Bulgari and watchmaking part 2: The industrial Manufacture
The brand’s expertise in major complications dazzles an increasing number of collectors. But did you know that Bulgari is also working to achieve industrial excellence in the production of its basic calibers?
What started in the wake of the third millennium is now a fact: Bulgari has joined elite watchmaking. At this level of watchmaking, craftsmanship is ingrained in the blood and manual skills and ultra-complications are the norm. The brand is a master of both tourbillons and minute-repeaters. Its expertise even reaches the esoteric universe of “Grande Sonnerie” makers in the newly extended workshop in Vallée de Joux. We say that a brand is among the best when it is able to create pieces one by one, when it excels at developing major complications, and when it can have one watchmaker working on a caliber for days. A brand is also among the best when we can call it a “Manufacture”, a word sometimes wrongly limited to its manual work.
A true Manufacture and evolving cornerstone calibers
Even though actual caliber manufacturing is sometimes only a small share of their operations, many brands make it their driving force. The widely known image of a frowning watchmaker looking through a magnifying glass hides a secret: the increase in production leads to brands hiring subcontractors. This doesn’t apply to Bulgari, though. In order to ensure future independence in terms of mechanical movement supply, the brand has decided to go all the way in developing and producing its own cornerstone calibers. Let’s face it: it is easier to pretend to be skilled in Haute Horlogerie than in industrial production. Only a few elite companies and independent craftsmen, often with a significant historical background, are acknowledged as true manufactures.
As part of the industrialization process, the brand wanted to have at its disposal a production tool that could support its large-scale production, particularly that of iconic pieces such as the Octo or the Bulgari-Bulgari. To this end, Bulgari designed its own cornerstone calibers and then worked on enhancing their reliability. It started with the hand-wound Solotempo movement, which it developed and produced in-house.
In 2014, with the extra-thin self-winding Finissimo caliber which oscillates at 28, 000 vibrations per hour, the brand introduced a new range of mechanical movements that were among the best in their category. The cornerstone “Heure Minute” caliber is 2.33 mm thick and has a 65-hour power reserve, whose indicator can be seen through the case back. The piece is equipped with a small second hand, elegantly fitted at 7:30.
Rue Volta in La Chaux-de-Fonds: Bulgari’s industrial side
Two years ago, Bulgari built an industrial division in La Chaux-de-Fonds to provide its strategy of in-house calibers with its own space. As we enter the universe of the factory on Rue Volta, we immediately see an impressive range of famous CNC (Computer Numerical Control) machines, one next to the other. There are old machines here and there, such as the unbreakable Zumbachs that after being completely restored became state-of-the-art digital instruments. They ooze the same modernity as the factory and remind us that some deeply rooted things in watchmaking will never be obsolete because they will always provide laudable and irreplaceable services. The factory is currently in full swing.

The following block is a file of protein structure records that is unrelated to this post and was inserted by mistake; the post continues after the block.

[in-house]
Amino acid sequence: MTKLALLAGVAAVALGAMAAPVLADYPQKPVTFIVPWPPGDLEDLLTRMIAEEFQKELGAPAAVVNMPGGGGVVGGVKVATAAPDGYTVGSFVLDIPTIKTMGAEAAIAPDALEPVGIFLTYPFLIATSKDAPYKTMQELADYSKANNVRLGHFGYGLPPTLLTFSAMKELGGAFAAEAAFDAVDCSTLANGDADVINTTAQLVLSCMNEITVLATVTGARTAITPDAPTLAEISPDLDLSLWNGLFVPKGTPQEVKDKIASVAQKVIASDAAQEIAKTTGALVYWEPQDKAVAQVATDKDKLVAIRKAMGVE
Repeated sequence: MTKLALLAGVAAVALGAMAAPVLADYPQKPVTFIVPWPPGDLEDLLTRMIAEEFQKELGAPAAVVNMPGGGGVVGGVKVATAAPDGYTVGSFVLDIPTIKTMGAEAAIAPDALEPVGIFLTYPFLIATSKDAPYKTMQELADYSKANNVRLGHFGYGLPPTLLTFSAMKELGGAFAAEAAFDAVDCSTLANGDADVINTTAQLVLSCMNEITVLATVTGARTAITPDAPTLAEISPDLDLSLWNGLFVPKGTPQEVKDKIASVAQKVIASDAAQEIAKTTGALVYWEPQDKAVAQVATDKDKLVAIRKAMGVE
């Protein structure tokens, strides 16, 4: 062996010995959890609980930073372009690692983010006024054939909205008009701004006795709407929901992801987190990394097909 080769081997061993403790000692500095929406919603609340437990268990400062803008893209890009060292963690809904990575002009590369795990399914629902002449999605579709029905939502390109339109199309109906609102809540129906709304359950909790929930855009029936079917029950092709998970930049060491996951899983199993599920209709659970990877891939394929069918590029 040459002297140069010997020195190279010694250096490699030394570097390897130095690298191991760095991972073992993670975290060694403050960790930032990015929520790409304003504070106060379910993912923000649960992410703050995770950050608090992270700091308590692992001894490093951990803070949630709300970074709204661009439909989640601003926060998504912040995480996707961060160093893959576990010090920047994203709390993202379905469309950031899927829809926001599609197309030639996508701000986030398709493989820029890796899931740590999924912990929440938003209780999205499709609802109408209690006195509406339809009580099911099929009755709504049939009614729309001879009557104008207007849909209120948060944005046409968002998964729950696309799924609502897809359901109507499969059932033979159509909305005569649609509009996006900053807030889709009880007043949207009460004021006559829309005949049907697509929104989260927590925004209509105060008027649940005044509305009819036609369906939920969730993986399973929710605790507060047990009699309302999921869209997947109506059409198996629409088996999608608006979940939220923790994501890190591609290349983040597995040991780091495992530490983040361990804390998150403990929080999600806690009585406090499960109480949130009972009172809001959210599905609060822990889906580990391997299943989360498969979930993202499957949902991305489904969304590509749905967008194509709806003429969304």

The air is filled with the characteristic smell of milling oil and, in the background, we can hear the reassuring rolling sound of the giant machines operating uninterruptedly.
After the industrial tool had been acquired, renovated and developed, it was the turn of human skills. These needed to be honed and wisely optimized in order to meet the levels of competitors in Vallée de Joux in terms of design genius and distilled production. This shows better than any marketing strategy that the brand has provided the means to fulfil its ambitions. In addition to Bulgari’s 350 watchmaking employees, there are another 25 working here at a stone’s throw of the factory. They work at the end of Rue Noma Droz, in this cradle of skills and know-how, and proudly partake in the growth and development of BMHH (“Bulgari Manufacture Haute Horlogerie”).
Here is where movement kits – also known as “steels” in watchmaking jargon (i.e. the movement-blanks, plates, bridges and gear trains) – are made. The spacious area hints that there might be plans to extend the premises at some point.
A metal tube cut in circles according to calculated diameters serves to produce the plates whereas calculated blanks and outlines cut out from a metal band serve to produce components.
The only components the factory does not produce are the screws, rubies, setting organs and, of course, barrel springs. Neither does it apply thermal treatments or carry out certain tasks such as profile-turning, cutting and leakage. As expected, there is a monitoring department that oversees and checks the quality of the whole production thanks to regulating machines. These check the rigour in the production of each series and pieces several times during the production phase. The tools the manufacture uses for this do not miss anything that is below the margin of tolerance. The laser testing tools find any flaws in materials or machinery that the human eye might miss.
Industrial expertise: the way to independence
The brand, whose Italian elegance is at the heart of new or reinterpreted iconic designs is clearly determined to pursue industrial excellence. What better proof that Bulgari is indeed a true manufacture.
Especially seeing as it has perfectly integrated the production of external parts, cases and straps to its work and that it has mastered dials and finishes. It is precisely the latter that will be the subject of the third chapter of this saga. To be continued…
Re-read also our previous articles on Bulgari